This past year I also became aware of programs that are taught on line via computer that can help a child earn High School and College credits. As the online world spirals in our life there will be more and more options available to our children via computer if we are only willing to go searching for the programs that may assist them in their learning.

Sometimes as desperately as we want a public education to work out, it is just more headaches and heartaches than we can deal with. Sometimes there is so much animosity with the school, or the child is so ill, that tutoring or school attendance on a regular basis is just not possible. Or there may be an ill parent in the home and the role of advocating for the child with the school becomes an insurmountable task. In these instances some parents have opted for home-schooling curriculums. As one Mom of an 11 year old wrote to me, “I miss that exciting beginning of the new school year but I’m hoping that she won’t have to start with high hopes and fail as she has every year since 2nd grade. She’s sleeping nights and up days now but we don’t know what she’ll be able to manage. Being home is so much easier for her than going out, so maybe she’ll be able to do a little more this way. We’ve got a Waldorf home-schooling curriculum, which I’m adapting for her to reduce the amount of reading and writing. I’m organizing it into short packets that she can do at her own pace and be able to finish. The school never got the idea of what to do with her. She said they were just waiting for her to snap out of it. She had a terrific home tutor for 3rd and 4th grade but she left. The one last year was not so good. We are not sure how the peer thing would work out at this stage either now that she is in Middle School. The kids seem to be less accepting when she does see them. She can see kids in a home-schooling group if she feels up to it. ”

This mom also noted in another note “I’ve noticed that I am getting a sense of when she can and cannot work. It is as though a window is open for a time and then abruptly closes and no more can go in. She can now let me know this is happening, and as long as I don’t insist she go on, we are ok. I can feel the difference as I work with her. The emphasis in school is to get the kids to do more and more work, but she can’t do this yet. It reminds me of PT for many PWCs it’s not a matter of increasing activity level but just doing what they can do without exhausting themselves. The other thing I’ve noticed is that she needs to learn in the ways that come most naturally to her. If she was feeling better, she would need to accommodate to the way things are presented but she just can’t be that mentally flexible right now. For her, this means I have to focus on concepts and let her verbalize her ideas and fit new information into what she is thinking about. Since I tend to be a detail person, this is quite a challenge. ”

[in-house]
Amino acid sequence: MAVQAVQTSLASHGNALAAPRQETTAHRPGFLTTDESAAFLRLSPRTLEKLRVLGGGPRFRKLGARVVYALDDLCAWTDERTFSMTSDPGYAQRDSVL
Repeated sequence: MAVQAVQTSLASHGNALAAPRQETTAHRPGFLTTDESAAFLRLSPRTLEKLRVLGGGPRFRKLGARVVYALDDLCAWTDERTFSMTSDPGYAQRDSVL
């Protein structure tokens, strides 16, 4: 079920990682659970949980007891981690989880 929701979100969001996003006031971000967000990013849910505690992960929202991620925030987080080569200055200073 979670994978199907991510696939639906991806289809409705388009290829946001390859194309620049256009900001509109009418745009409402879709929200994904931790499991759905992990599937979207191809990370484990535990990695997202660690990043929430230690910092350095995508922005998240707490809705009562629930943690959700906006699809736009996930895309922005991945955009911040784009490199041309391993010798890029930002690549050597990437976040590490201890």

I guess the bottom line of all these ideas is that, as parents, we need to really fine-tune our efforts as our child’s advocates. We need to go the extra mile to really figure out what it is that our child needs to excel. Do they need an extra accommodation? Do they need a different approach to teaching available to them? And as parents do we know the answers? Do we know and understand our child’s rights as they pertain to their education? Do we know their best learning styles or habits? Do they study better in a supine position or at a desk in the same place each day? Do they need moderate/natural lighting? Do they do better when they are read to as opposed to reading material alone? Are there things that can be done to their environment that helps them to be more productive? My guess is that most parents do not know the answers to all these questions. I encourage you to not only talk to the school and your child’s teachers and tutors, but talk to your child. Ask him/her to tell you how they learn best. What helps, what hinders and what can you do to make things easier for them. I have found I learn much more from listening to my child, than by observing her. When asked she can be extremely articulate in explaining how she learns best and roadblocks that make things more difficult. I also find I need to write down what she says so that I can better present it to the teachers when the time arises. I do not have the illness, and as good days melt into bad and back to mediocre, I forget what she said. I for one am going to take the suggestion from this column’s IEP of John’s and put in writing many aspects of my daughter’s learning strengths and learning styles. I hope you too have found some ideas to enhance your child’s educational plan and have strengthened your resolve to assist your school in developing and implementing the best plan possible.


The Parent’s Corner
Parents Share Ideas For Educational Planning by Mary Robinson, MS Ed
(Published in Lyndonville News, September 2001)